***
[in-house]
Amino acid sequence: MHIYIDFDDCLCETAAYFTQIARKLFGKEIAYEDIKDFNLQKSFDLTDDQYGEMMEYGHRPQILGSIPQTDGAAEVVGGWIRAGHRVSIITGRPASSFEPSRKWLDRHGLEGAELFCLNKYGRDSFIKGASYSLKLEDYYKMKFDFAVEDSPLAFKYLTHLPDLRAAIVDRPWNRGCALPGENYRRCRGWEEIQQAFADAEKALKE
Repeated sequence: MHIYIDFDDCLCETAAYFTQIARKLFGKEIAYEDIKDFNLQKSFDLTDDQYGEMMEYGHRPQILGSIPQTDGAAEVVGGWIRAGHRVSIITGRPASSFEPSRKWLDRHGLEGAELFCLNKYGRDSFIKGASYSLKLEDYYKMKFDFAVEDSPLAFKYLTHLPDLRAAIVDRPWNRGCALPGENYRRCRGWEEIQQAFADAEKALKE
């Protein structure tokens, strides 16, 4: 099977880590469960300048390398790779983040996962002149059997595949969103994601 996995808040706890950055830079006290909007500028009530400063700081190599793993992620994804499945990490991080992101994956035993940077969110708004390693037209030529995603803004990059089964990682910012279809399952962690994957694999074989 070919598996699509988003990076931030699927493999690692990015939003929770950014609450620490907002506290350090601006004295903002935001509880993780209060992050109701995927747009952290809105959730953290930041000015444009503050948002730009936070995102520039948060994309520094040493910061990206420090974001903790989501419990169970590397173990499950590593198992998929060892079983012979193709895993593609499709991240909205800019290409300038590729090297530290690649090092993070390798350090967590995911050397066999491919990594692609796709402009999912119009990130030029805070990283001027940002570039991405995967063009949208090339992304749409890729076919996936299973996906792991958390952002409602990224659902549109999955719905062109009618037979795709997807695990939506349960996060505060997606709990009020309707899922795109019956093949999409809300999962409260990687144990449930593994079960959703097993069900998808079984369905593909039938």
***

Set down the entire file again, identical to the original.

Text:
[in-house]
Amino acid sequence: MHIYIDFDDCLCETAAYFTQIARKLFGKEIAYEDIKDFNLQKSFDLTDDQYGEMMEYGHRPQILGSIPQTDGAAEVVGGWIRAGHRVSIITGRPASSFEPSRKWLDRHGLEGAELFCLNKYGRDSFIKGASYSLKLEDYYKMKFDFAVEDSPLAFKYLTHLPDLRAAIVDRPWNRGCALPGENYRRCRGWEEIQQAFADAEKALKE
Repeated sequence: MHIYIDFDDCLCETAAYFTQIARKLFGKEIAYEDIKDFNLQKSFDLTDDQYGEMMEYGHRPQILGSIPQTDGAAEVVGGWIRAGHRVSIITGRPASSFEPSRKWLDRHGLEGAELFCLNKYGRDSFIKGASYSLKLEDYYKMKFDFAVEDSPLAFKYLTHLPDLRAAIVDRPWNRGCALPGENYRRCRGWEEIQQAFADAEKALKE
């Protein structure tokens, strides 16, 4: 099977880590469960300048390398790779983040996962002149059997595949969103994601 996995808040706890950055830079006290909007500028009530400063700081190599793993992620994804499945990490991080992101994956035993940077969110708004390693037209030529995603803004990059089964990682910012279809399952962690994957694999074989 070919598996699509988003990076931030699927493999690692990015939003929770950014609450620490907002506290350090601006004295903002935001509880993780209060992050109701995927747009952290809105959730953290930041000015444009503050948002730009936070995102520039948060994309520094040493910061990206420090974001903790989501419990169970590397173990499950590593198992998929060892079983012979193709895993593609499709991240909205800019290409300038590729090297530290690649090092993070390798350090967590995911050397066999491919990594692609796709402009999912119009990130030029805070990283001027940002570039991405995967063009949208090339992304749409890729076919996936299973996906792991958390952002409602990224659902549109999955719905062109009618037979795709997807695990939506349960996060505060997606709990009020309707899922795109019956093949999409809300999962409260990687144990449930593994079960959703097993069900998808079984369905593909039938």